A Comparison Of The Use Of The Public Policy Defence By Different Countries To Resist The Enforcement Of International Arbitral Awards – A Rising Star Or Setting Sun?
By virtue of the amendment, the extent to which the defence of “Public policy” can be used to resist enforcement proceedings in India of an international commercial arbitration award or a foreign award has been restricted. The definition of public policy in now limited to circumstances where there is evidence of fraud, corruption, or contravention of “the fundamental policy of Indian law” or “the most basic notions of morality or justice”. The amendment has also narrowed the scope of “public policy” to include only awards that are: (i) induced or affected by fraud; or (ii) in contravention with the fundamental policy of India; or (iii) in conflict with the most basic notions of morality or justice.
Additionally, it should be noted that another provision of the amendment Act (amending section 2A of the Act) has been added to ensure that an arbitral award cannot be set-aside on the ground of an erroneous application of the law or by the re-evaluation of evidence.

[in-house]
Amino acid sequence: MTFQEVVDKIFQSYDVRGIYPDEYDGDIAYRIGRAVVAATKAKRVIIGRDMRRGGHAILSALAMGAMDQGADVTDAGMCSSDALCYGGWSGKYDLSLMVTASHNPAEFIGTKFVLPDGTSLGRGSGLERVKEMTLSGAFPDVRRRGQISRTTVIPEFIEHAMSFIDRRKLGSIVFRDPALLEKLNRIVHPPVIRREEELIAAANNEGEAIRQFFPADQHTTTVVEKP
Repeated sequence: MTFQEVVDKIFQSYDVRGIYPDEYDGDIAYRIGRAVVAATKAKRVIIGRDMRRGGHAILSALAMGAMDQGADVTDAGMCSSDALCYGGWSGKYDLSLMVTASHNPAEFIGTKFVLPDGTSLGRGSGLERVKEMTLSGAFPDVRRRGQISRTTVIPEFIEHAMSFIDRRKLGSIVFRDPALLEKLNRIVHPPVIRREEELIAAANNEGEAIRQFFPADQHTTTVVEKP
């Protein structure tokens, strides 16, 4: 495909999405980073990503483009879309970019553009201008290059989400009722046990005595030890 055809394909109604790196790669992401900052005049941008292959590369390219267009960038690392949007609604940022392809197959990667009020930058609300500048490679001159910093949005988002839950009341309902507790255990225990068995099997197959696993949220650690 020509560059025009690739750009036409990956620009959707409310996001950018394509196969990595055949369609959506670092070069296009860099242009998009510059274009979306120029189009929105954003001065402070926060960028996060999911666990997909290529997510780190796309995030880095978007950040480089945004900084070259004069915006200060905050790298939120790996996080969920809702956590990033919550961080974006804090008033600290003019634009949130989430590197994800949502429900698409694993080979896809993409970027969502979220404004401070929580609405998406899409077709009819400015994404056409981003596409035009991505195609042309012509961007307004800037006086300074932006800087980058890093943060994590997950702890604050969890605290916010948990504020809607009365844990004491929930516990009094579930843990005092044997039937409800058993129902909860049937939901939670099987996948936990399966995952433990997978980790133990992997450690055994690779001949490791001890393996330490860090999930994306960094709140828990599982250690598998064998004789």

Turning to Malaysia, their courts claim to construe the public policy exception narrowly, but they have rendered decisions that call that claim into question. In Sami Mousawi v. Kerajaan Negeri Sarawak , a court refused to enforce an award that upheld a contract for consultancy services where the consultant failed to meet the Malaysian standards for certification of architects, engineers and surveyors. Also, in Harris Adacom Corp. v. Perkom Sdn Bhd the court held that it would be contrary to public policy to enforce an award in favour of an Israeli company, due to Malaysia’s embargo on trade with Israel.
The Philippines also seems to lean towards giving a wide interpretation to the scope of the public police defence. A court in Manila in the Philippines refused enforcement of a foreign arbitral award because it found that an award made in Singapore violated Philippine public policy because it failed to apply Philippine law as required by the contract, caused unjust enrichment, applied the ‘costs follow the event’ rule, and awarded attorney fees .